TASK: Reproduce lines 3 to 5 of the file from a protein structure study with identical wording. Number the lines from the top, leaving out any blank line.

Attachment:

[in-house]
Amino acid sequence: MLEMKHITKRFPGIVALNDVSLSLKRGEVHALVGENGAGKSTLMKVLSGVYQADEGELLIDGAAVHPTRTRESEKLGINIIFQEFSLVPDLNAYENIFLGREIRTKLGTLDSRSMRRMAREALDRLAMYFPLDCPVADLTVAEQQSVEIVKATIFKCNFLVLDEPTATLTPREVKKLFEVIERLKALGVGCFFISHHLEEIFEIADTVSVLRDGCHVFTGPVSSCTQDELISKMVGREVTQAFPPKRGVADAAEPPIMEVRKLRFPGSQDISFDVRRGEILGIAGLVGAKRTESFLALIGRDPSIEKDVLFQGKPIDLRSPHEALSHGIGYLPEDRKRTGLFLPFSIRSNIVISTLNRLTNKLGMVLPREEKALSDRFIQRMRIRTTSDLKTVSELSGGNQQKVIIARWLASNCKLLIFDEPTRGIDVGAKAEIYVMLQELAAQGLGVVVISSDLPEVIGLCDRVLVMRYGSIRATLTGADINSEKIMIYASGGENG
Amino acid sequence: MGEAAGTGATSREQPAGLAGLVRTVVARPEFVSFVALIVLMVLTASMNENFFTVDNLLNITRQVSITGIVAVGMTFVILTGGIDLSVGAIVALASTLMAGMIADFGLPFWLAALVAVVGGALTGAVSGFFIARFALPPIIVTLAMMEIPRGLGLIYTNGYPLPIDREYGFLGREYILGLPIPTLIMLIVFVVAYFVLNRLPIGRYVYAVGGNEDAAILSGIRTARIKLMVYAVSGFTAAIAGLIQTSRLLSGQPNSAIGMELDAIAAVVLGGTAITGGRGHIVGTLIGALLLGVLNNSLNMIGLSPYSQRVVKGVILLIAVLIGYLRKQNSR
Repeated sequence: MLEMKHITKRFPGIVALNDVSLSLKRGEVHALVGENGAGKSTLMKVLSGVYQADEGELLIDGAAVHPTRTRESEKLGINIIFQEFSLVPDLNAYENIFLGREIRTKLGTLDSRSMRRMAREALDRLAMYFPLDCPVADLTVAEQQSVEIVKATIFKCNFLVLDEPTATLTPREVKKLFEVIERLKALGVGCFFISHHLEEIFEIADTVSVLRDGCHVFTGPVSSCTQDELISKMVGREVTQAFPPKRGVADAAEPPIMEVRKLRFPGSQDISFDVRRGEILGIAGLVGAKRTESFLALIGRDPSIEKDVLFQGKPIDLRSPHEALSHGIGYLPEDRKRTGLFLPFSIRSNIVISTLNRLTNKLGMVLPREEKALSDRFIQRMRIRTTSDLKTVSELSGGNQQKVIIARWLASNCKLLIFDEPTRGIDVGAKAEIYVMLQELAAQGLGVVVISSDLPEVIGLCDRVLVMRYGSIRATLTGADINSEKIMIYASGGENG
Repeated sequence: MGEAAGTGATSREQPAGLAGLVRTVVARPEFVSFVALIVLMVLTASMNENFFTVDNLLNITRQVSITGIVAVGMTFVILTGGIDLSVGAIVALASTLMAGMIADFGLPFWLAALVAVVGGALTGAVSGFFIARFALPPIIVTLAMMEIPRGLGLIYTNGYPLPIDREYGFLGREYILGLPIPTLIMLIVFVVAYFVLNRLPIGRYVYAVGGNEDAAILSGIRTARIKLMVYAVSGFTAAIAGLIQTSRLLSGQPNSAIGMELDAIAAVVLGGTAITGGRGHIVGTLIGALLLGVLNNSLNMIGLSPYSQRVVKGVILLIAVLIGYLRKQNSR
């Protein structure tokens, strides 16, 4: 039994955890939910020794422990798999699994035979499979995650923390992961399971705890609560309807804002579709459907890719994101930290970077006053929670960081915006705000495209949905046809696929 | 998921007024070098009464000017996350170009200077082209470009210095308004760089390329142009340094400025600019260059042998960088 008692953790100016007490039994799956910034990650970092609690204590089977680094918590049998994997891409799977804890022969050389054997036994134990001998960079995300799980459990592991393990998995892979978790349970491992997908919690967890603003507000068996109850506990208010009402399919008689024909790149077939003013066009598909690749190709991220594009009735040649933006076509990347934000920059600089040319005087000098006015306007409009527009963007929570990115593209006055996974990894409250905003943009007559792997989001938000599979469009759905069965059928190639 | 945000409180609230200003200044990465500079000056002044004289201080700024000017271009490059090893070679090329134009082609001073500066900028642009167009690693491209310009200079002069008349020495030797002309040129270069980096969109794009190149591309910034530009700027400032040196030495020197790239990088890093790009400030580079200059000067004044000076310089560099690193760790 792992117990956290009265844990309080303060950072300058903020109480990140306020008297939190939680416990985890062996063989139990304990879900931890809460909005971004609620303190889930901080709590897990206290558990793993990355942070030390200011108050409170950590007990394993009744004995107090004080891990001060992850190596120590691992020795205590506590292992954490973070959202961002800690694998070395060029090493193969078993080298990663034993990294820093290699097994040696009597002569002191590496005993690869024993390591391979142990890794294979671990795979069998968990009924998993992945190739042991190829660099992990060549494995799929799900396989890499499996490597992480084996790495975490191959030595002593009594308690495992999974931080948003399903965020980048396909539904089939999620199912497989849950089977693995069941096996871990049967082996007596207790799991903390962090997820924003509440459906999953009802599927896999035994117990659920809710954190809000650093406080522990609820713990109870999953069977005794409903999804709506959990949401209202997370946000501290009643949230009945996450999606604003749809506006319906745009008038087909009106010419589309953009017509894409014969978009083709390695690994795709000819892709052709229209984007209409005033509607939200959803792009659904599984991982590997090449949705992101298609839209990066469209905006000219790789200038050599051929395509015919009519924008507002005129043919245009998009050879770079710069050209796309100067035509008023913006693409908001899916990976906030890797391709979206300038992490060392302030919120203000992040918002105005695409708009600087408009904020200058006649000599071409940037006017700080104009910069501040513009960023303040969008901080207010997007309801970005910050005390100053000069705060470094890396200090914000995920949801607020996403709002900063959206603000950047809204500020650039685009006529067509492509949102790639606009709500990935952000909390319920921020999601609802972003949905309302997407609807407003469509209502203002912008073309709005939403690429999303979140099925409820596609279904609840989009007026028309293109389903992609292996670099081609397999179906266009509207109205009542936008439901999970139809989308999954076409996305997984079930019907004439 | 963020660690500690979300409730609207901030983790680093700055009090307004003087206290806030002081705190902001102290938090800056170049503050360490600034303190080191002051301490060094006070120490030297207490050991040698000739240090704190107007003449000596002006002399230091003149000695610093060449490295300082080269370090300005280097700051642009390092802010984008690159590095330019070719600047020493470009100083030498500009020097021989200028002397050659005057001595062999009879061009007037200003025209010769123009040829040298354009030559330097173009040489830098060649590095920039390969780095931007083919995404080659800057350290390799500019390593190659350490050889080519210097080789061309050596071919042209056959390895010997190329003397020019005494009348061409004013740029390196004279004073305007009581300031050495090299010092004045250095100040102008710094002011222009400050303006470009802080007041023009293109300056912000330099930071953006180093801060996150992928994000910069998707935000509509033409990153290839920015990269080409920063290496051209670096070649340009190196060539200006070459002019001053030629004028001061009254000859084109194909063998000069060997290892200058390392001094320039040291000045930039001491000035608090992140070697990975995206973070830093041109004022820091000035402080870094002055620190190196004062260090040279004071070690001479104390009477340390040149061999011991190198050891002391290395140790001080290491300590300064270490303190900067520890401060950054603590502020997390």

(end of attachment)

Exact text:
Amino acid sequence: MGEAAGTGATSREQPAGLAGLVRTVVARPEFVSFVALIVLMVLTASMNENFFTVDNLLNITRQVSITGIVAVGMTFVILTGGIDLSVGAIVALASTLMAGMIADFGLPFWLAALVAVVGGALTGAVSGFFIARFALPPIIVTLAMMEIPRGLGLIYTNGYPLPIDREYGFLGREYILGLPIPTLIMLIVFVVAYFVLNRLPIGRYVYAVGGNEDAAILSGIRTARIKLMVYAVSGFTAAIAGLIQTSRLLSGQPNSAIGMELDAIAAVVLGGTAITGGRGHIVGTLIGALLLGVLNNSLNMIGLSPYSQRVVKGVILLIAVLIGYLRKQNSR
Repeated sequence: MLEMKHITKRFPGIVALNDVSLSLKRGEVHALVGENGAGKSTLMKVLSGVYQADEGELLIDGAAVHPTRTRESEKLGINIIFQEFSLVPDLNAYENIFLGREIRTKLGTLDSRSMRRMAREALDRLAMYFPLDCPVADLTVAEQQSVEIVKATIFKCNFLVLDEPTATLTPREVKKLFEVIERLKALGVGCFFISHHLEEIFEIADTVSVLRDGCHVFTGPVSSCTQDELISKMVGREVTQAFPPKRGVADAAEPPIMEVRKLRFPGSQDISFDVRRGEILGIAGLVGAKRTESFLALIGRDPSIEKDVLFQGKPIDLRSPHEALSHGIGYLPEDRKRTGLFLPFSIRSNIVISTLNRLTNKLGMVLPREEKALSDRFIQRMRIRTTSDLKTVSELSGGNQQKVIIARWLASNCKLLIFDEPTRGIDVGAKAEIYVMLQELAAQGLGVVVISSDLPEVIGLCDRVLVMRYGSIRATLTGADINSEKIMIYASGGENG
Repeated sequence: MGEAAGTGATSREQPAGLAGLVRTVVARPEFVSFVALIVLMVLTASMNENFFTVDNLLNITRQVSITGIVAVGMTFVILTGGIDLSVGAIVALASTLMAGMIADFGLPFWLAALVAVVGGALTGAVSGFFIARFALPPIIVTLAMMEIPRGLGLIYTNGYPLPIDREYGFLGREYILGLPIPTLIMLIVFVVAYFVLNRLPIGRYVYAVGGNEDAAILSGIRTARIKLMVYAVSGFTAAIAGLIQTSRLLSGQPNSAIGMELDAIAAVVLGGTAITGGRGHIVGTLIGALLLGVLNNSLNMIGLSPYSQRVVKGVILLIAVLIGYLRKQNSR